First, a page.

AIG collects fees to manage private equity and hedge fund investments for clients and also has put $25.5 billion of its own money into the holdings to back insurance policies. Income from the partnerships totaling $2.2 billion through the end of June helped the New York-based company beat analysts' profit forecasts this year. The assets made up 3 percent of the company's $828.8 billion holdings as of June 30.

``Infrastructure investing is a critical component of a successful and diversified alternative investment strategy, given its low correlation with other asset classes,'' Christopher Lee, managing partner of the AIG fund, said in the statement....MORE

From FT Alphaville last week:

Tony Jackson: Infrastructure investors run out of road

Amid the credit chaos, for infrastructure funds it seems to be business as usual.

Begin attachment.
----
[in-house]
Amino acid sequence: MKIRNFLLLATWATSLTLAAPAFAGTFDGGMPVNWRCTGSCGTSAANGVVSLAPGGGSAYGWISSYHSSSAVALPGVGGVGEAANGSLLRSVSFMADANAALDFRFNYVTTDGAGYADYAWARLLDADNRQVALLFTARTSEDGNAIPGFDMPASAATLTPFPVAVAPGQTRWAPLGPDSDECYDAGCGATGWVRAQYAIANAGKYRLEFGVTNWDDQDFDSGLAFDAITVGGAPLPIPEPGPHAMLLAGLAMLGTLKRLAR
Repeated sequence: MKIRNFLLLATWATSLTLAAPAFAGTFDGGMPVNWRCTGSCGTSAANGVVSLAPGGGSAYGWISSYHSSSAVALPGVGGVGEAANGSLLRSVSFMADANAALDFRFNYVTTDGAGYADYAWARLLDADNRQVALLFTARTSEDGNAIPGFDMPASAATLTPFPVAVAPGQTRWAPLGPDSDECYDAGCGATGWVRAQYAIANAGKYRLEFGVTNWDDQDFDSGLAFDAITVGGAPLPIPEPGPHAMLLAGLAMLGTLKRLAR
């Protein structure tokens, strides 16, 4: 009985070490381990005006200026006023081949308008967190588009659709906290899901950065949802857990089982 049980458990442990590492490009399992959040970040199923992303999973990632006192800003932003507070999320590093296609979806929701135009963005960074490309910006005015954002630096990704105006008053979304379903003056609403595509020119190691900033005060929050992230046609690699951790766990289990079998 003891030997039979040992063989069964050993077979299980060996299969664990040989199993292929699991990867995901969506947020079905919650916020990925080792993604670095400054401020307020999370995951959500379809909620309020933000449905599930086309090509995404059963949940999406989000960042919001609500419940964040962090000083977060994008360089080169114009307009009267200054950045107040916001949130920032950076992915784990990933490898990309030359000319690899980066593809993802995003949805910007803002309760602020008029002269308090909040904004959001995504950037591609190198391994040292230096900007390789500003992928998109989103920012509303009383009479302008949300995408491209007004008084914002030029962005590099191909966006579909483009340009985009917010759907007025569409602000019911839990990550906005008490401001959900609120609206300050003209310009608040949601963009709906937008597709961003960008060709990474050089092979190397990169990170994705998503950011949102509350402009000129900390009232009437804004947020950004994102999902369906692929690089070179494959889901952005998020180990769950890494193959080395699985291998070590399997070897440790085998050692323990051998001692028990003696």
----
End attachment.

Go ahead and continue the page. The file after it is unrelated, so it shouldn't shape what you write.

But, notes Tony Jackson in his Monday column, there are few assets to buy - and a lot of money chasing them.

Collectively, the money raised from investors and not yet spent is estimated at $150bn-$200bn. If the usual leverage is still available on top, the end result could be a bubble.

Premiums have been building over regulated asset value, culminating in 30 per cent-plus for Southern Water. Dieter Helm of Oxford University, argues that the regulators have simply got their sums wrong and investors are making the rational assumption that this will persist indefinitely. The funds use far more debt than a regulator’s standard model allows, so collect a risk premium on non-existent equity.